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Kevin Ayers, "What More Can I Say..."

This is a tantalizing set of early '70s reel-to-reel tapes by Soft Machine co-founder Ayers: lovely, intimate, and enlightening stuff by an idiosyncratic talent who made it look easy while giving off an allure of privilege, trippiness and innocence somewhere midway between Howard Marks and Christopher Robin.


Reel Recordings

Kevin Ayers may yet get his due. His influence on British psychedelia and the avant-garde school of glam rock are pretty obvious. Equally, Brian Eno's first solo records (the pre-ambient period beginning with Here Come The Warm Jets) owe as much of a debt to Kevin Ayers as they do to the Velvets. Older music lovers won't need to take my word for it, though, as they will fondly recall the 1974 concert and album Ayers did with Cale, Nico, & Eno (ACNE).

A late harvest is in bloom for Ayers with this release, as well as the 4 CD set Songs For Insane Times 1969-1980 (including an unreleased 1973 London concert) and his rapturously received new album Unfairground (made with fans from Neutral Milk Hotel and Teenage Fan Club, Bill Wells, Bridget St. John, Phil Manzanera and others). Ayers best work is a dance between his joyful talent and his lack of killer instinct. His concerns tend to be women, wine, and philosophy (not necessarily in that order).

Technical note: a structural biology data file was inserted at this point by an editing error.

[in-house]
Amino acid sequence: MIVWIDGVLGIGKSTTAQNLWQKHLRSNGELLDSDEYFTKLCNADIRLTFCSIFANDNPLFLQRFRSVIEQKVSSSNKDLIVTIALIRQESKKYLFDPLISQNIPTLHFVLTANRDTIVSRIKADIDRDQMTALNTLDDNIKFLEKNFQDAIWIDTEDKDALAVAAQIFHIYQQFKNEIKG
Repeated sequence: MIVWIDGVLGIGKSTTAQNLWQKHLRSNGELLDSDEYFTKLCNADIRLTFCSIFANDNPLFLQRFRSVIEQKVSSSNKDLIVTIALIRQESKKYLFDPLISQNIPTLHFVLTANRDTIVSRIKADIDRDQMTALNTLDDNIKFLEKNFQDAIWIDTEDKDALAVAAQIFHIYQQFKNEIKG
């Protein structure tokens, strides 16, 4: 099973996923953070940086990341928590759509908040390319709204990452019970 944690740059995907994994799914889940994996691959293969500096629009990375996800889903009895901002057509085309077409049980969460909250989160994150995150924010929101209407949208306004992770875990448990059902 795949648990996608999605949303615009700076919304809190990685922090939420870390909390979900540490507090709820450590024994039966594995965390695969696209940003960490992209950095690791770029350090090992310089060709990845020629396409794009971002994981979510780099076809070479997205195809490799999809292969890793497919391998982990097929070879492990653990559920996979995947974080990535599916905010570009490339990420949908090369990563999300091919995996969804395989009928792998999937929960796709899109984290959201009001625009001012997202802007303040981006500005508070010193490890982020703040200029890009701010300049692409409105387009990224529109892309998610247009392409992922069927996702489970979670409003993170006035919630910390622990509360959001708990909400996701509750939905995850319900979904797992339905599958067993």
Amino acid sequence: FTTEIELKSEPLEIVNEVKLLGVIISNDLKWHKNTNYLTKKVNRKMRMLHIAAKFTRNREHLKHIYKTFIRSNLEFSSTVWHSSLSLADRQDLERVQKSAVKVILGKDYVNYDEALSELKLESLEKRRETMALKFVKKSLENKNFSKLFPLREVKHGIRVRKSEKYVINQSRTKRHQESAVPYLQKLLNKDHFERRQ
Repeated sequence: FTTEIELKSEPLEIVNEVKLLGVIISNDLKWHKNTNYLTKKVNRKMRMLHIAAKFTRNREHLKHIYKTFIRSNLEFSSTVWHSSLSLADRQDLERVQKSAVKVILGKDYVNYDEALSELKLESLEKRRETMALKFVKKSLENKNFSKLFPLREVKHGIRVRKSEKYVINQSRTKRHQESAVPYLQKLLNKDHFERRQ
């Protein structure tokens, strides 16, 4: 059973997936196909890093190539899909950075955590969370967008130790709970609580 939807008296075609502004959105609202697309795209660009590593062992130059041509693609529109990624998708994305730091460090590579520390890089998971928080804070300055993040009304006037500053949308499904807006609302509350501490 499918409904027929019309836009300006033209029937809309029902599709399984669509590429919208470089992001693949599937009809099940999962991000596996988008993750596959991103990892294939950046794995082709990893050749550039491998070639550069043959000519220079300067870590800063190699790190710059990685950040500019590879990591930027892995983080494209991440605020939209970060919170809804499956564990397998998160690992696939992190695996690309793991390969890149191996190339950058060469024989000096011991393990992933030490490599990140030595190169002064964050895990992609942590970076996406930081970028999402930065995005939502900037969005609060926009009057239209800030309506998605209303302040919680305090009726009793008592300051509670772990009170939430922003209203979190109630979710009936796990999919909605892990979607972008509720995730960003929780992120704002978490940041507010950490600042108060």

Fellow former commune dweller G.F. Fitz-Gerald has hung on to these discarded tapes for more than 30 years. The sections where Ayers is laying out both simple and complex demos and specifying what will go where, who will be doing it and what it will sound like are fascinating. Hearing Ayers singing again reminds me of the contrast between his voice and that of his fellow Soft Machinist, Robert Wyatt. Wyatt's cracked, yearning voice can sound beautiful but always seemed like a strain. Ayers sounds like a man permanently on holiday and his resonant tone slides around as rich and easy as rum spilled on a glass table. His guitar playing is underrated, too, as shown on the playful and fuzzy instrumental track "Crystal Clear." 

While What More Can I Say is probably destined to be known as a footnote to Ayers' work it is quite fascinating and very much more than scraping the barrel. It harks back to a time when he was almost something of an It-Kid, what with his joy of punning, his easy talent, his posh other-ness, his languid baritone croon, and his dreamy blond looks. It could all have turned out differently, and yet may. What has turned out is that he never had a star's ego or an inheritance. Marvelously, even now his photos exude the style of a bloke who used to hang out with Bardot and Deneuve but with whom it would probably be a rare pleasure to spend time sharing intoxicants; the least of which would not be his music.